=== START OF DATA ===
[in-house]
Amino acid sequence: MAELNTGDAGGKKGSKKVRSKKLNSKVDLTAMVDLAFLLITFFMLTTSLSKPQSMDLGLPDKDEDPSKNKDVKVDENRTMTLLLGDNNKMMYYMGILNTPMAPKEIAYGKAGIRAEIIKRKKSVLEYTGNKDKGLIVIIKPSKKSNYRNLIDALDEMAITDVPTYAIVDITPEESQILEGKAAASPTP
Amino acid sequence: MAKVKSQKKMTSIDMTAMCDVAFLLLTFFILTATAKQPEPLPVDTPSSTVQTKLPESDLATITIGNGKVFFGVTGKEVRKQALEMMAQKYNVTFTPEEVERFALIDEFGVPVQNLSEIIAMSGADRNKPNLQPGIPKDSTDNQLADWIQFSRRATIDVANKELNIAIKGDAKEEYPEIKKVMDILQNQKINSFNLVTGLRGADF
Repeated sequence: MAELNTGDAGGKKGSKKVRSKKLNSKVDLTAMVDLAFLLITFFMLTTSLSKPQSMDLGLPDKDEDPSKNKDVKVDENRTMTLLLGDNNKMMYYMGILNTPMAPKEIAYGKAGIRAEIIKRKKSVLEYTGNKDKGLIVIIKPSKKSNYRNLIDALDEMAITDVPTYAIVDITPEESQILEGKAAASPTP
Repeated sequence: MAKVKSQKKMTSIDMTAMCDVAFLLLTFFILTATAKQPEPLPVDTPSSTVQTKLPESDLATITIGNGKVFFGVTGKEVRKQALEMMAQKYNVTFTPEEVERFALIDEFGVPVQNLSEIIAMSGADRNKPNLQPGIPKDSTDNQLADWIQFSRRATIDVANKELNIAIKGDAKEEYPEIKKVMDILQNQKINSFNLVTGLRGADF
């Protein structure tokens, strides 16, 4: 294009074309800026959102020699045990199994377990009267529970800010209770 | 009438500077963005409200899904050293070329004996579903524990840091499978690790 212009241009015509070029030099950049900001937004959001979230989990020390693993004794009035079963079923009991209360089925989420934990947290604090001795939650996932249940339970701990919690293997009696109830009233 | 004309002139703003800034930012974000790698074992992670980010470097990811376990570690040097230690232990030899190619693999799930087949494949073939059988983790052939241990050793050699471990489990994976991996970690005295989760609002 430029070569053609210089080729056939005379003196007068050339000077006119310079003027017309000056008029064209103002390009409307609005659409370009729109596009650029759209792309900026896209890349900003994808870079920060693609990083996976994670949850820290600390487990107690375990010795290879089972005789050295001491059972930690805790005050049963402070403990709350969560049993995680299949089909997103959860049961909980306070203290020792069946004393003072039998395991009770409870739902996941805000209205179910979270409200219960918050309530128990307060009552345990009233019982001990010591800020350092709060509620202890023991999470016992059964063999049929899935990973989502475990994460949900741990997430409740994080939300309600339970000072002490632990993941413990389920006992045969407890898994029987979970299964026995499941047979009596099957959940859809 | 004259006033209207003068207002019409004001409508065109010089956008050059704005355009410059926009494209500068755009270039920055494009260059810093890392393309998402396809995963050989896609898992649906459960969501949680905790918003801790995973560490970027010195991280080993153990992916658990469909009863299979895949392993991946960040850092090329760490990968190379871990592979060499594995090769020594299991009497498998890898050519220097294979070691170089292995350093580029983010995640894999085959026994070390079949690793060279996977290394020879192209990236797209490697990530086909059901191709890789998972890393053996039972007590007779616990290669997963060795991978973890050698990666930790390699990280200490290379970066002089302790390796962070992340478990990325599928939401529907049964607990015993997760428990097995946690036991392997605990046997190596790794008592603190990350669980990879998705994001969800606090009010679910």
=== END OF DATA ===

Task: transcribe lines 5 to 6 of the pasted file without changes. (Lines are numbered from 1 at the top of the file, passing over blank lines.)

Repeated sequence: MAKVKSQKKMTSIDMTAMCDVAFLLLTFFILTATAKQPEPLPVDTPSSTVQTKLPESDLATITIGNGKVFFGVTGKEVRKQALEMMAQKYNVTFTPEEVERFALIDEFGVPVQNLSEIIAMSGADRNKPNLQPGIPKDSTDNQLADWIQFSRRATIDVANKELNIAIKGDAKEEYPEIKKVMDILQNQKINSFNLVTGLRGADF
């Protein structure tokens, strides 16, 4: 294009074309800026959102020699045990199994377990009267529970800010209770 | 009438500077963005409200899904050293070329004996579903524990840091499978690790 212009241009015509070029030099950049900001937004959001979230989990020390693993004794009035079963079923009991209360089925989420934990947290604090001795939650996932249940339970701990919690293997009696109830009233 | 004309002139703003800034930012974000790698074992992670980010470097990811376990570690040097230690232990030899190619693999799930087949494949073939059988983790052939241990050793050699471990489990994976991996970690005295989760609002 430029070569053609210089080729056939005379003196007068050339000077006119310079003027017309000056008029064209103002390009409307609005659409370009729109596009650029759209792309900026896209890349900003994808870079920060693609990083996976994670949850820290600390487990107690375990010795290879089972005789050295001491059972930690805790005050049963402070403990709350969560049993995680299949089909997103959860049961909980306070203290020792069946004393003072039998395991009770409870739902996941805000209205179910979270409200219960918050309530128990307060009552345990009233019982001990010591800020350092709060509620202890023991999470016992059964063999049929899935990973989502475990994460949900741990997430409740994080939300309600339970000072002490632990993941413990389920006992045969407890898994029987979970299964026995499941047979009596099957959940859809 | 004259006033209207003068207002019409004001409508065109010089956008050059704005355009410059926009494209500068755009270039920055494009260059810093890392393309998402396809995963050989896609898992649906459960969501949680905790918003801790995973560490970027010195991280080993153990992916658990469909009863299979895949392993991946960040850092090329760490990968190379871990592979060499594995090769020594299991009497498998890898050519220097294979070691170089292995350093580029983010995640894999085959026994070390079949690793060279996977290394020879192209990236797209490697990530086909059901191709890789998972890393053996039972007590007779616990290669997963060795991978973890050698990666930790390699990280200490290379970066002089302790390796962070992340478990990325599928939401529907049964607990015993997760428990097995946690036991392997605990046997190596790794008592603190990350669980990879998705994001969800606090009010679910």